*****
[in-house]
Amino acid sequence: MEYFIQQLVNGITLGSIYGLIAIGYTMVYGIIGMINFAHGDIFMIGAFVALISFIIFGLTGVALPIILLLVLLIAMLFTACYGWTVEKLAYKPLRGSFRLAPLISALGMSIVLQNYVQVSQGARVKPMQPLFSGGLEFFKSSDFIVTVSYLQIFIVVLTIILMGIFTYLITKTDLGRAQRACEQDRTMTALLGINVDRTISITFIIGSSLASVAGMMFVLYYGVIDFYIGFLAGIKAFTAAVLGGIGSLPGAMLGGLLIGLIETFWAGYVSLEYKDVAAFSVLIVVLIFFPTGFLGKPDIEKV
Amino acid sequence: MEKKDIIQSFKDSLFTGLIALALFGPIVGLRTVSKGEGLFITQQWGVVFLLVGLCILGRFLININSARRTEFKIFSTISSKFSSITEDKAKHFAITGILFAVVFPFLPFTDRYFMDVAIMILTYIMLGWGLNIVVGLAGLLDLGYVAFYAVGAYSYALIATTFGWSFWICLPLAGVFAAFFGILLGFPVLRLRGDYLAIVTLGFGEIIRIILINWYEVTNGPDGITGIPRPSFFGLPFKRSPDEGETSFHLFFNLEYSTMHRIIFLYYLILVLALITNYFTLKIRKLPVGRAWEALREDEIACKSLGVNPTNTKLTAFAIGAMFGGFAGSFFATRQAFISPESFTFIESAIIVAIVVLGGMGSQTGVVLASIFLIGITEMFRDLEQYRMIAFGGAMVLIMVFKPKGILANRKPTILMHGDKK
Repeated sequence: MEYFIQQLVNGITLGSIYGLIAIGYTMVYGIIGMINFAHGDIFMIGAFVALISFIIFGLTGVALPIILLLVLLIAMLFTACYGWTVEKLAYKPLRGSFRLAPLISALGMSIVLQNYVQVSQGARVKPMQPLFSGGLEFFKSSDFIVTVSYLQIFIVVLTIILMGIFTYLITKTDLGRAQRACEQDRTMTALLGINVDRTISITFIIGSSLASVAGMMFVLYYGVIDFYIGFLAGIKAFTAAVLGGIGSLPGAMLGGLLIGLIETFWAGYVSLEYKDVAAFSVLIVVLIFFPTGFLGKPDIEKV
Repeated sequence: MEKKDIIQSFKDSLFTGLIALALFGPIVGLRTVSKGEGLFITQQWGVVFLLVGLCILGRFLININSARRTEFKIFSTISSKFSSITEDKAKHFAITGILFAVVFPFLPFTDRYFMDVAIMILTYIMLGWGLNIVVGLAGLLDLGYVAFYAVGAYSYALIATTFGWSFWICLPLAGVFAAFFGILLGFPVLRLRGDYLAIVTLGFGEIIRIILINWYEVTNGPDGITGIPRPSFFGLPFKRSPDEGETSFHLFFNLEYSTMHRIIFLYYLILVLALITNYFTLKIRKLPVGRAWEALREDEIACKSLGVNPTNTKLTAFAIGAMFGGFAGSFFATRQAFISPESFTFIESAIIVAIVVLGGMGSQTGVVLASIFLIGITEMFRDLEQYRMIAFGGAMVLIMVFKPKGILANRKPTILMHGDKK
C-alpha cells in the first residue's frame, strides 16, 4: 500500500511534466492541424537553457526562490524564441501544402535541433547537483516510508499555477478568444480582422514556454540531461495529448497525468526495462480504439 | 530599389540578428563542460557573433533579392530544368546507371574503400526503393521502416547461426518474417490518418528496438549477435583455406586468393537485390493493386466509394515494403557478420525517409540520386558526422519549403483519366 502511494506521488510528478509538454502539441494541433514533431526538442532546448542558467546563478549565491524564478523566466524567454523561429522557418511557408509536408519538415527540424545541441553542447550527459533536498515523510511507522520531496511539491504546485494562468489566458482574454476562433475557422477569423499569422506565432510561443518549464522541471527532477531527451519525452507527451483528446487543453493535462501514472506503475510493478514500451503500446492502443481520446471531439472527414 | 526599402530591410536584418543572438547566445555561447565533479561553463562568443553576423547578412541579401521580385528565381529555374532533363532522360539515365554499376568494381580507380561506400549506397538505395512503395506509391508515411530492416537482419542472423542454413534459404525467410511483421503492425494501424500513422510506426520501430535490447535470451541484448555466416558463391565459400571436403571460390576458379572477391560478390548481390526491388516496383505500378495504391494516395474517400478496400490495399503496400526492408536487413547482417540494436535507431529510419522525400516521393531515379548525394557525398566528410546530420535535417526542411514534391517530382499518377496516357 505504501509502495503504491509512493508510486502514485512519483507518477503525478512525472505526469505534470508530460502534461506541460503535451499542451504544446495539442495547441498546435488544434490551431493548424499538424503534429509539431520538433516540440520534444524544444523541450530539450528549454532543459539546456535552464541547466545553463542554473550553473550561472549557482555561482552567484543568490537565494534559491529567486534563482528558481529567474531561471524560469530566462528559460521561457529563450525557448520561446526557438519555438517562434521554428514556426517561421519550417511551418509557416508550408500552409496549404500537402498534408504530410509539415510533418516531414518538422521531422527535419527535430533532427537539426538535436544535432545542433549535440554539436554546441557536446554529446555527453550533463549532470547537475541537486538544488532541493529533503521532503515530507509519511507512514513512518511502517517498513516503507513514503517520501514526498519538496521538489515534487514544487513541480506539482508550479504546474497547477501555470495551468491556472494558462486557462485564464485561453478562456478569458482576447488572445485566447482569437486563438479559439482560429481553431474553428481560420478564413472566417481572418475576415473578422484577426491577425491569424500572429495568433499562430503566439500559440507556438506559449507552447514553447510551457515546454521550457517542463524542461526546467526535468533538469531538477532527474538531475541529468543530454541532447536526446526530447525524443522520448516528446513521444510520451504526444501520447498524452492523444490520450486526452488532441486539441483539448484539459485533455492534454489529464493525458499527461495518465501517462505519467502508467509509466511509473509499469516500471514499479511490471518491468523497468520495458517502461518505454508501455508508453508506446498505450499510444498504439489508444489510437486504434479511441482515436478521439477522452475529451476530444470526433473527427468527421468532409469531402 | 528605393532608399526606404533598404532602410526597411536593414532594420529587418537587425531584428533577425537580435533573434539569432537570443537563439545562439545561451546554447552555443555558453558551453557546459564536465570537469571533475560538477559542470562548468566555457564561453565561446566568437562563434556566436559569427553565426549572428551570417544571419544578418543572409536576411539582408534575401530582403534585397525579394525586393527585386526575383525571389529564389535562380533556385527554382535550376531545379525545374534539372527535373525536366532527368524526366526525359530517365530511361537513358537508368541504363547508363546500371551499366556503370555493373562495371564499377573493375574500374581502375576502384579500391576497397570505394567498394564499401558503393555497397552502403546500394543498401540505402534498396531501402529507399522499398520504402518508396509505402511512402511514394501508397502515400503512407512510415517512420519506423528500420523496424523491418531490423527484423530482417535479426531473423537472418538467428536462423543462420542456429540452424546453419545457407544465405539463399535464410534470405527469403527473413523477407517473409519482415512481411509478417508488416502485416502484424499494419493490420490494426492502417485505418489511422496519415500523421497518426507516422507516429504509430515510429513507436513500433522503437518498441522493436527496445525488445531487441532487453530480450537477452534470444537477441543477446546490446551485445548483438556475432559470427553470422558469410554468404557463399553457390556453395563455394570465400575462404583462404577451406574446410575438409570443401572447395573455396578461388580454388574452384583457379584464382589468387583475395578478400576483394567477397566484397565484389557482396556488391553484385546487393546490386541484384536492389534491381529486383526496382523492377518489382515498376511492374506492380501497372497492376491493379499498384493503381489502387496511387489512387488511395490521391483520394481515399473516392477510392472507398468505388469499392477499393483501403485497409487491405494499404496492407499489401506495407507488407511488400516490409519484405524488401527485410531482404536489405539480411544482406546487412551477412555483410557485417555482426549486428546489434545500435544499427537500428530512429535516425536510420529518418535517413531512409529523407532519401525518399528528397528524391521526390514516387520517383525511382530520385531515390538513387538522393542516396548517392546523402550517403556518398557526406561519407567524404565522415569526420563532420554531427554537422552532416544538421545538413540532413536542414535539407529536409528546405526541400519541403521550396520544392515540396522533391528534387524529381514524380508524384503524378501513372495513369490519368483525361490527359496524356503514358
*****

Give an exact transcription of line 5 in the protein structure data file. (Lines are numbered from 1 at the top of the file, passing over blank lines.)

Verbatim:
Repeated sequence: MEKKDIIQSFKDSLFTGLIALALFGPIVGLRTVSKGEGLFITQQWGVVFLLVGLCILGRFLININSARRTEFKIFSTISSKFSSITEDKAKHFAITGILFAVVFPFLPFTDRYFMDVAIMILTYIMLGWGLNIVVGLAGLLDLGYVAFYAVGAYSYALIATTFGWSFWICLPLAGVFAAFFGILLGFPVLRLRGDYLAIVTLGFGEIIRIILINWYEVTNGPDGITGIPRPSFFGLPFKRSPDEGETSFHLFFNLEYSTMHRIIFLYYLILVLALITNYFTLKIRKLPVGRAWEALREDEIACKSLGVNPTNTKLTAFAIGAMFGGFAGSFFATRQAFISPESFTFIESAIIVAIVVLGGMGSQTGVVLASIFLIGITEMFRDLEQYRMIAFGGAMVLIMVFKPKGILANRKPTILMHGDKK